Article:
Momofuku Names a New Chef, Paul Carmichael

In 2015, in the back of Star Casino in Sydney, Australia, Paul Carmichael began something extraordinary. As the new chef at Momofuku Seiobo, the first of David Chang’s Momofuku restaurants outside the United States, Mr. Carmichael turned what had been a fine-dining venue with European, American and Asian influences into a bastion of thoughtful Caribbean cooking. Waiters wearing tie-dyed shirts served a tasting menu that included cou-cou with caviar, and beef patties stuffed with bone marrow and abalone.

It was an unlikely convergence of time, place and talent: a Barbados-born chef at an American-owned restaurant making world-class Caribbean food in Australia. In a casino. But something about Mr. Carmichael, the team he built and the Momofuku brand conjured magic. Seiobo was named Restaurant of the Year in 2016 by Gourmet Traveller magazine. Mr. Carmichael was also the magazine’s Chef of the Year in 2020, and the restaurant received glowing reviews in local, national and international publications.

Australian food obsessives were dismayed when, in 2021, Momofuku and Mr. Chang decided not to renew a lease with Star Casino. Seiobo closed, and Mr. Carmichael stayed on with Star as an executive sous-chef overseeing operations of the casino’s food venues.

Now he’s headed to New York City, where the Momofuku company has tapped Mr. Carmichael to play a key role in overseeing restaurant operations companywide. He’ll start with a new restaurant in the East Village space that housed Momofuku Ko until last October.

“There are only two reasons to open a new restaurant,” said the company’s chief executive, Marguerite Zabar Mariscal, noting that Momofuku has not opened anything since the pandemic began. “One is having a really great concept. The other, which is much rarer, is a talent like Paul that you can build around.”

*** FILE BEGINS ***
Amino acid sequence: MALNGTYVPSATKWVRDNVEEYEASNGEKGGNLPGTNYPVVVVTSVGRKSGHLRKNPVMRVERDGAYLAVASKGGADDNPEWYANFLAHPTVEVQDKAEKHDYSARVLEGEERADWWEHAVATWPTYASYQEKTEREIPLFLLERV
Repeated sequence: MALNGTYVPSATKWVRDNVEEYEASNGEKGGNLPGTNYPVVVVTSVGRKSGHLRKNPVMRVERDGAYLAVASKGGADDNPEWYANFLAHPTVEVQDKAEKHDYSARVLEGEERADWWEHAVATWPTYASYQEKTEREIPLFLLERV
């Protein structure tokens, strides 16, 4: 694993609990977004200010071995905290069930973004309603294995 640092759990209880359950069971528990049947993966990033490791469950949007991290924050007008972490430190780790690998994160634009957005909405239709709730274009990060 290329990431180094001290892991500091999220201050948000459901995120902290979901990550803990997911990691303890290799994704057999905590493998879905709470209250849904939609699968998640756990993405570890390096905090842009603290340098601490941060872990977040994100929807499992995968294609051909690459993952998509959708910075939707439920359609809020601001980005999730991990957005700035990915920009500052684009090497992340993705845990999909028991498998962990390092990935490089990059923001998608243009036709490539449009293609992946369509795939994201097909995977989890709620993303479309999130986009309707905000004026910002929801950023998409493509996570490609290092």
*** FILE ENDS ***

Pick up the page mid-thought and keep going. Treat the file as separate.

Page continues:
Mr. Carmichael will “be instrumental in shaping the next generation of chefs at Momofuku,” Mr. Chang said this week by email. “Having him back in the States means more than just being closer to Paul’s food; we want him to build a legacy through mentorship.”

Before Mr. Carmichael’s time in Australia, he worked for Momofuku as the chef at Má Pêche in Manhattan. In Barbados, he knew as a teenager that he wanted a career in cooking and moved to New York in 1998 to attend the Culinary Institute of America. He went on to work with the chefs Marcus Samuelsson, Wylie Dufresne and eventually Mr. Chang.

Plans for the new restaurant are still loose. It may or may not open this year. It has no name yet. The food will be Caribbean, but exactly what form that will take is still in flux.

“I want to create something extremely fun, something representative of the West Indies and something super-tasty,” Mr. Carmichael said this week by phone from Japan, where he is doing some events ahead of his mid-June move to New York. “The actual concept is going to come based on what we can and can’t do in the space.”

Ms. Mariscal said there had been much discussion about how Momofuku, which turns 20 this year, should move forward.

“Dave is involved in the company at a high level, but not day to day in the restaurants,” she said. Her hope is that Mr. Carmichael will be integral to shaping the next 20 years at Momofuku.

For Mr. Carmichael, the return to New York will be bittersweet. “I love Australia, Australia is my second home,” he said. But despite the accolades Momofuku Seiobo received under his direction, opportunities in Sydney for projects that felt true to his ambitions were scarce and fraught, he said. After Seiobo closed, his job at Star Casino was more administrative than creative. Mr. Carmichael’s food was seen only occasionally at events around Australia; his dinners at the Melbourne Food and Wine festival sold out easily, but he has not run his own kitchen since Seiobo.

Seiobo was the first in a series of closings in the Momofuku empire, which at one point had 13 restaurants but has shuttered all but four of its properties in recent years, including Momofuku CCDC in Washington, D.C., and Momofuku Nishi and the relocated Ssam Bar in New York City.

Mr. Chang said he’s confident that the new restaurant will be just as distinctive as Seiobo. “If you ask many chefs, I know who they’d like to cook their last meal, they’d say Paul,” he said. “He’s one of the best chefs in the world.”

Check Also

Texas Barbecue Fit for Father’s Day

In Lockhart, a small city just south of Austin, Texas, barbecue is still the feast …